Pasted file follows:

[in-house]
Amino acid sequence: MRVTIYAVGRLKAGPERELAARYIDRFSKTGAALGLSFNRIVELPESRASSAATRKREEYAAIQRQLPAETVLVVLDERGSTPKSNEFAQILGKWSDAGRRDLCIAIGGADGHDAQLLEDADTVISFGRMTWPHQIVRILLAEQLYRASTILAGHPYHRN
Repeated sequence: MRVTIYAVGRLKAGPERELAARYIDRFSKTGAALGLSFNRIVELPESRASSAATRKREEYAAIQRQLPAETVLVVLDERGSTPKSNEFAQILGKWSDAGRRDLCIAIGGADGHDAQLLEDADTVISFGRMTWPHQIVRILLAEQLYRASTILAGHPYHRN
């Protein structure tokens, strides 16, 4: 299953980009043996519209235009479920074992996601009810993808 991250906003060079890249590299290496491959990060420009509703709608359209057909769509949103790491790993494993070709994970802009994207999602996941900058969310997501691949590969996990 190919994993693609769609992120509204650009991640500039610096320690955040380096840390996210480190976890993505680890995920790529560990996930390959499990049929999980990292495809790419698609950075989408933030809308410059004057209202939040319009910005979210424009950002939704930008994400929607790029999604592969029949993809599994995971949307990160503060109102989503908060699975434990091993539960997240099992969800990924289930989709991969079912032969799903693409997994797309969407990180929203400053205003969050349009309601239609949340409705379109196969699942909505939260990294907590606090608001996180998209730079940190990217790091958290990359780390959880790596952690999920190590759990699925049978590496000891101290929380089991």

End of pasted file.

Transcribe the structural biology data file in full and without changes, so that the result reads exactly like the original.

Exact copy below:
[in-house]
Amino acid sequence: MRVTIYAVGRLKAGPERELAARYIDRFSKTGAALGLSFNRIVELPESRASSAATRKREEYAAIQRQLPAETVLVVLDERGSTPKSNEFAQILGKWSDAGRRDLCIAIGGADGHDAQLLEDADTVISFGRMTWPHQIVRILLAEQLYRASTILAGHPYHRN
Repeated sequence: MRVTIYAVGRLKAGPERELAARYIDRFSKTGAALGLSFNRIVELPESRASSAATRKREEYAAIQRQLPAETVLVVLDERGSTPKSNEFAQILGKWSDAGRRDLCIAIGGADGHDAQLLEDADTVISFGRMTWPHQIVRILLAEQLYRASTILAGHPYHRN
């Protein structure tokens, strides 16, 4: 299953980009043996519209235009479920074992996601009810993808 991250906003060079890249590299290496491959990060420009509703709608359209057909769509949103790491790993494993070709994970802009994207999602996941900058969310997501691949590969996990 190919994993693609769609992120509204650009991640500039610096320690955040380096840390996210480190976890993505680890995920790529560990996930390959499990049929999980990292495809790419698609950075989408933030809308410059004057209202939040319009910005979210424009950002939704930008994400929607790029999604592969029949993809599994995971949307990160503060109102989503908060699975434990091993539960997240099992969800990924289930989709991969079912032969799903693409997994797309969407990180929203400053205003969050349009309601239609949340409705379109196969699942909505939260990294907590606090608001996180998209730079940190990217790091958290990359780390959880790596952690999920190590759990699925049978590496000891101290929380089991």